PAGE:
Jeff: Interesting talking about this and thinking about, you mentioned that the Devereaux series was one of the first Harlequin series that brought black characters very much forward and written by a black author. Around the same time that happened, there was a lot of stuff going on about representation in romance, which would be about 2019-ish, I guess. How do you think we’ve come four years down the line in that realm?
LaQuette: That’s a loaded question.
Jeff: It is a bit of a loaded question.
LaQuette: Oh well, first, let me just correct you. There were other stories centering Black people written by Black authors at Harlequin and in the Desire line. So, Reese Ryan was writing. Brenda Jackson, of course. Rochelle Alers, Yahrah St. John, Nadine Gonzalez, Adriana Herrera. There were a bunch of us that were doing it, but I think where mine was different is that it just really focused on Brooklyn a lot. And really brought that Brooklyn-ness to it.
And those authors were bringing their cultural and geographical experience to their situations. I know Reese Ryan writes a lot about being in Tennessee, which I think she either lives in or near. So it was happening, but the thing is I pretty much just named those authors on, like, a hand or, you know, and a couple of fingers maybe, right? That’s it. So when you compare that to how many books that have been published by white authors, and we can just be talking about Harlequin’s categories specifically. Even if we’re just sticking directly to the Desire line, it’s overwhelmingly white. Like what myself and my counterparts were doing numbers wise, statistically is very small compared to what the establishment is, which is white authors writing through a white lens for white characters. And not to say there’s anything wrong with that. There’s nothing wrong with that because I’ve enjoyed those books too.
But, the issue has always been that can’t be the only representation of romance, right? That can’t be. Who decided, like, when was the meeting where we decided that this model of romance was going to be the depiction for all romance? And that was the question. Not that we don’t want to see lovely white folks falling in love. We love y’all white folks. We want to see y’all falling in love too. But we also want to see us and other people from other marginalized communities falling in love as well, because we’re all on this earth together. And we do move in the world from different bodies and we look through different lenses.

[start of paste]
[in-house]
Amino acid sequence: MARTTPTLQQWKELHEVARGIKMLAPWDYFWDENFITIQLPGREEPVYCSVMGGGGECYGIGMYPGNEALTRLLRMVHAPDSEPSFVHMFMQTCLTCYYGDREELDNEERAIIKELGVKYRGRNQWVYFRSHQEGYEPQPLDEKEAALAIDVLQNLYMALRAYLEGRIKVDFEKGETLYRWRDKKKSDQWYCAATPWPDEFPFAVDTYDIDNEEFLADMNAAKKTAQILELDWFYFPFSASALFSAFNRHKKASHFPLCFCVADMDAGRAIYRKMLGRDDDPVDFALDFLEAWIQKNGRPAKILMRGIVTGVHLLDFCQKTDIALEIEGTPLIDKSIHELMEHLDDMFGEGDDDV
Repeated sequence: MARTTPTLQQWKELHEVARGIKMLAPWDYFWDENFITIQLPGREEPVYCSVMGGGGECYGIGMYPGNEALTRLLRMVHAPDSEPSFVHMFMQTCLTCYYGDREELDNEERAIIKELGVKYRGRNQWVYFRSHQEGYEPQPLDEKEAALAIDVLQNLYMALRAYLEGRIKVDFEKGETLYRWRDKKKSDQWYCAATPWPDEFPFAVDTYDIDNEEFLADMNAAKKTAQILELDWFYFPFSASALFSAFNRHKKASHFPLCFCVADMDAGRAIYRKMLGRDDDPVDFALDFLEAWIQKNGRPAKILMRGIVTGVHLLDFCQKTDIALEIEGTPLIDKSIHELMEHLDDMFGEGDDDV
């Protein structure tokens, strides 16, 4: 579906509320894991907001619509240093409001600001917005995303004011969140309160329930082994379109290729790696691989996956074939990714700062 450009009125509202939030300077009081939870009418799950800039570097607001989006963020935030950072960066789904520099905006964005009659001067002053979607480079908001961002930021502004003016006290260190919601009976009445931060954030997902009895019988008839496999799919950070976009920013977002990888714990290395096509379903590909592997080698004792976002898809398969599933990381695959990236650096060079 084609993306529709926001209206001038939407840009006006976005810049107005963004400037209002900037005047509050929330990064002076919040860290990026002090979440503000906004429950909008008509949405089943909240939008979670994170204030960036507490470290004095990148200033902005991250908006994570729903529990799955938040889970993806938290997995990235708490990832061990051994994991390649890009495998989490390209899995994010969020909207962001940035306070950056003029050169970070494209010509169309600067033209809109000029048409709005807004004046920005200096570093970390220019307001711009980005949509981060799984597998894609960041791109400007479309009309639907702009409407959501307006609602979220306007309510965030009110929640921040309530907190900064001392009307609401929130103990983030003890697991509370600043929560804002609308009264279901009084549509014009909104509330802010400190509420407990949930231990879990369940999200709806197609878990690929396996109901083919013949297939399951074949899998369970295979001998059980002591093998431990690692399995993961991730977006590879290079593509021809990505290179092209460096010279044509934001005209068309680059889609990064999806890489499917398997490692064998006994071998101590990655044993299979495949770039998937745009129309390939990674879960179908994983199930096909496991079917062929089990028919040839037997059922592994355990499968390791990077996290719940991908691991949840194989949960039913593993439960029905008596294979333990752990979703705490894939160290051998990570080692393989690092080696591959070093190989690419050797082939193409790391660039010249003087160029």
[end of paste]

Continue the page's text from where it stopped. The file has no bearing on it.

And so we should all get the opportunity to see how love looks from our particular lens. I think around 2019, as you said, these conversations started to pop up around marginalized communities, Black and POC communities, as well as the LGBTQ+ community, the disabled community, like people who were normally shoved to the margins, we wanted to see ourselves too.
And I will say that working with Harlequin, I have always, from day one, they have always worked tirelessly to really help me represent my characters as I see fit. I have never felt in any way pressured to whitewash my characters or tone my Blackness down in my books. And that has been one of the reasons why I have been so fortunate to work with them.
I’ve had the same experience with St. Martin’s Press with my romantic comedies. I’ve never felt pressured to whitewash my characters or make them less Black or make Black culture less significant in my books as well. And the same with my covers with St. Martin’s Press. They have been so supportive in making sure that I have covers that represent the characters that I’ve created.
Unfortunately, that is not always the case, and that is still not the norm in romance. So while we have definitely made some strides, and I will not dismiss the strides, the steps that we have taken to become a more diverse community, a more diverse genre, there’s still a lot of work to be done because the beautiful white heterosexual able bodied couple is still the mascot for romance, right?
That’s who we see when we think about romance. We don’t necessarily see those of us who are from marginalized communities as the representation of that. Like, we are the sort of offshoot, the branch of that, but we’re not the main focus at all. And so until we get to a space where that’s not the case, where only white people are seen as the model, the representation, the example of romance, we will continue to have a lot of work to do.
Jeff: I mean, we’ll keep pushing to do that work and highlight those books and push forward so everybody gets to see their happily ever after.
LaQuette: That’s why a podcast like yours is so important and so amazing because it’s one of the only places where I can go to get recs for books that I might never know about looking through the mainstream, right? I might never know about any of the authors you’re talking about if all I do is peruse mainstream avenues for my books.